Barco Shows Laser-Phosphor Retrofit Solution – and More…

At Infocomm 2015, Barco was mostly talking about applications, laser retrofit solutions and a new interactive screen solution.

The interactive solution features three projectors blended on a curved rear-projection screen. It has an IR camera mounted in the rear that can sense when a finger touches the screen as the reflected light changes at that point. Positional software then calculates the location of the touch on the screen and initiates any actions resulting from the position. The system can support an unlimited number of touch points which means 2-3 people can easily be working side by side on the system simultaneously – all interacting with content.

Barco offers a full suite of software for interacting with content in a number of different modes. This is conveyed in a kind of hub and spoke diagrammatic fashion. Lots of content can be connected to or be accessed by the system and it can even read QR codes with the IR cameras so users can log in and out of the system by placing their badge on the screen for reading. Barco is targeting this for high level collaborative environments. No pricing was announced but you can bet it won’t be inexpensive.

Barco is also offering a laser-phosphor retrofit solution for its cinema-class projectors. This is being marketed to theater exhibitors as well as the ProAV market.

The idea is to replace the Xenon lamp and housing with a solid state light engine that consists of a laser-phosphor wheel and blue lasers that sit inside the projector, with an external chiller for the cooling the blue lasers and DMDs. For non-DCI compliant applications like museums, auditoriums and maybe rental and staging, the internal media block is also removed. These non-DCI and DCI-compliant applications share the same chassis, power supplies and electronics, so the retrofit serves both markets. Projectors with 2K or 4K imagers are supported.

Other companies, like Cinemeccanica, are also offering to retro fit Barco projectors RGB lasers and others will pop up soon. But Barco warns about these retrofit solutions. They note that the light load on the DMD and optical elements changes when moving to laser phosphor or RGB laser solutions, so any replacement solution must account for this, so be sure to enquire carefully. (there was more on the issue of retrofits at Display Summit – Panel on Digital Cinema (DS16))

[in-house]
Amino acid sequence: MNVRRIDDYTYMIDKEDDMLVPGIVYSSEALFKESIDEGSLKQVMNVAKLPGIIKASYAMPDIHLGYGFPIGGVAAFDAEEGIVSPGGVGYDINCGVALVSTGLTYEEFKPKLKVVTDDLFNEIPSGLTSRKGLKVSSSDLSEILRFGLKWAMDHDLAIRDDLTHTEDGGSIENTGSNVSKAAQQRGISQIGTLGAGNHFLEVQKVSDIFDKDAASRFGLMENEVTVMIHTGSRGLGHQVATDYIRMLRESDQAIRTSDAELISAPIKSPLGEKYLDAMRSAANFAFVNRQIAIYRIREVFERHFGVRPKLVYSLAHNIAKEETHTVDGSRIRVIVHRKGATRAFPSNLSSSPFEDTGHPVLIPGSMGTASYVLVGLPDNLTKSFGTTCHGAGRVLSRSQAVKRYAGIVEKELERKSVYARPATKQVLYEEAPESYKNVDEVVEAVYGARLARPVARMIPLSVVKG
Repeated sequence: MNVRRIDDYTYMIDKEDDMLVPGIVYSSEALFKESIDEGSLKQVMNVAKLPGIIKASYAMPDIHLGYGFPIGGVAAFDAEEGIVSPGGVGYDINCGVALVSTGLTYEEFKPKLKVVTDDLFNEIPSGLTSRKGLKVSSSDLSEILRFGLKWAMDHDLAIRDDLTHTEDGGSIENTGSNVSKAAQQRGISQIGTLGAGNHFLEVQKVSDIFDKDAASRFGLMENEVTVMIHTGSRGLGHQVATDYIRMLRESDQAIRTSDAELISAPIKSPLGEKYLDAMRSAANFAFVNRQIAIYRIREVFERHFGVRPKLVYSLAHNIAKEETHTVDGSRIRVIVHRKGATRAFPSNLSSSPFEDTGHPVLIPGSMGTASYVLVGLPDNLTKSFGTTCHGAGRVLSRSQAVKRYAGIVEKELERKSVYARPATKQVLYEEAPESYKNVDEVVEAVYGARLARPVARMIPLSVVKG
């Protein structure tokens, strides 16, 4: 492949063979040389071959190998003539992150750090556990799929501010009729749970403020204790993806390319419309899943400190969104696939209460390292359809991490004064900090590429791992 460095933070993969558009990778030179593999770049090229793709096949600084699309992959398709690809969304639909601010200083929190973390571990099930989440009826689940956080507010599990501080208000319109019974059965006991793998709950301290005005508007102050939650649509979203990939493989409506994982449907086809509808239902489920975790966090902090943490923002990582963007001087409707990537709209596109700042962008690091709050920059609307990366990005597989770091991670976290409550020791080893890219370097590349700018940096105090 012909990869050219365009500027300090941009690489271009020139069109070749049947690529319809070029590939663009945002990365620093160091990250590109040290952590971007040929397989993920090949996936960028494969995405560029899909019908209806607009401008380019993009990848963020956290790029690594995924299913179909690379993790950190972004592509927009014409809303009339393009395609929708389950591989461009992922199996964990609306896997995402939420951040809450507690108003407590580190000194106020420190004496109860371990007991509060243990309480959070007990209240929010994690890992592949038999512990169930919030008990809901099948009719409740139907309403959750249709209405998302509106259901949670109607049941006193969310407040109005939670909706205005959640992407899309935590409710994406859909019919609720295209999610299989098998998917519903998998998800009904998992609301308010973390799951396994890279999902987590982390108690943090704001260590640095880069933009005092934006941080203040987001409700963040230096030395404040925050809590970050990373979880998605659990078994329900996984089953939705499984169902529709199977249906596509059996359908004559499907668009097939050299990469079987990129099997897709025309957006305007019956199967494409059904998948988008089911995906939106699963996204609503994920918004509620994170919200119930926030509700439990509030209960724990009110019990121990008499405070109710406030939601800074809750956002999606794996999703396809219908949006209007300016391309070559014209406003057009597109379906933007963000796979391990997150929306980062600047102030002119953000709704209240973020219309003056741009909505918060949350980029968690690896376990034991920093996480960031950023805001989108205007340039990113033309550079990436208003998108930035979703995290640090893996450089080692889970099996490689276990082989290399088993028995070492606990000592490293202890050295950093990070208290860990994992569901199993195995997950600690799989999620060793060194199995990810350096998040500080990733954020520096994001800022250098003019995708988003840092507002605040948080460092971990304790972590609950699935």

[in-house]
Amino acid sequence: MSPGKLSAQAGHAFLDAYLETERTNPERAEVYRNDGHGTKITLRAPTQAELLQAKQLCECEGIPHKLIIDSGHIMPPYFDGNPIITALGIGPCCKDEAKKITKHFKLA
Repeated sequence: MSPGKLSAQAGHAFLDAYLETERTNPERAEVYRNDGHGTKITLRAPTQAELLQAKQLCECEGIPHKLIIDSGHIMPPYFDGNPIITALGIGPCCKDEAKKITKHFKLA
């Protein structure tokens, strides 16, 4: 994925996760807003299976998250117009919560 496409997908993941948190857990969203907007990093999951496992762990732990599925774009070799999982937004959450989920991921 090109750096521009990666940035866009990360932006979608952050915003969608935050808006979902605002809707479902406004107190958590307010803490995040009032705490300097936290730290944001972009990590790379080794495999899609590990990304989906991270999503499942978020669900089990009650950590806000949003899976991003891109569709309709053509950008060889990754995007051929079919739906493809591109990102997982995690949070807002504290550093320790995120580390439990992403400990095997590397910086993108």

At CinemaCon 2015, Barco showed the first retrofit solution and they showed it again at Infocomm in a private meeting room. The solution can support a projector that can output 20K lumens (good enough for a 45 foot screen), but at Infocomm, only 12K lumens was shown as the screen size was rather small. Even so, the image was much brighter than would be shown in a real cinema and the colors had not been calibrated either. The demo featured a 2K imager and the light source can reach the needed P3 color gamut but with reduced optical efficiency (i.e. much lower lumens).

The company was also showcasing their laser-phosphor standalone projector with 6000 lumens, the PGWU-62L, which we first saw at NAB. It is offered with WXGA or WUXGA resolution (exact pixel count not specified).

Barco PGWU 62LBarco PGWU 62L

Just after Infocomm, Barco introduced a new cinema projector at CineEurope. The DP2K-6E is said to be the smallest and quietest cinema projector in the Barco portfolio and can support screens up to 24 feet wide (7.5 m). It comes with an optional ceiling mount and runs on two UHP lamps that are easy to swap. Control is via the Barco Commander software for local access or via the Barco Web Commander software for remote access.

The DP2K-6E includes the Barco Alchemy technology that combines media server functionalities, Series 3 cinema processing electronics, and on-board storage. The projector gathers all required functionalities in one turnkey unit, enabling small screen commercial exhibitors and independent cinemas to benefit from top-notch digital cinema image quality in a budget-friendly way.

The DP2K-6E will be available in October 2015.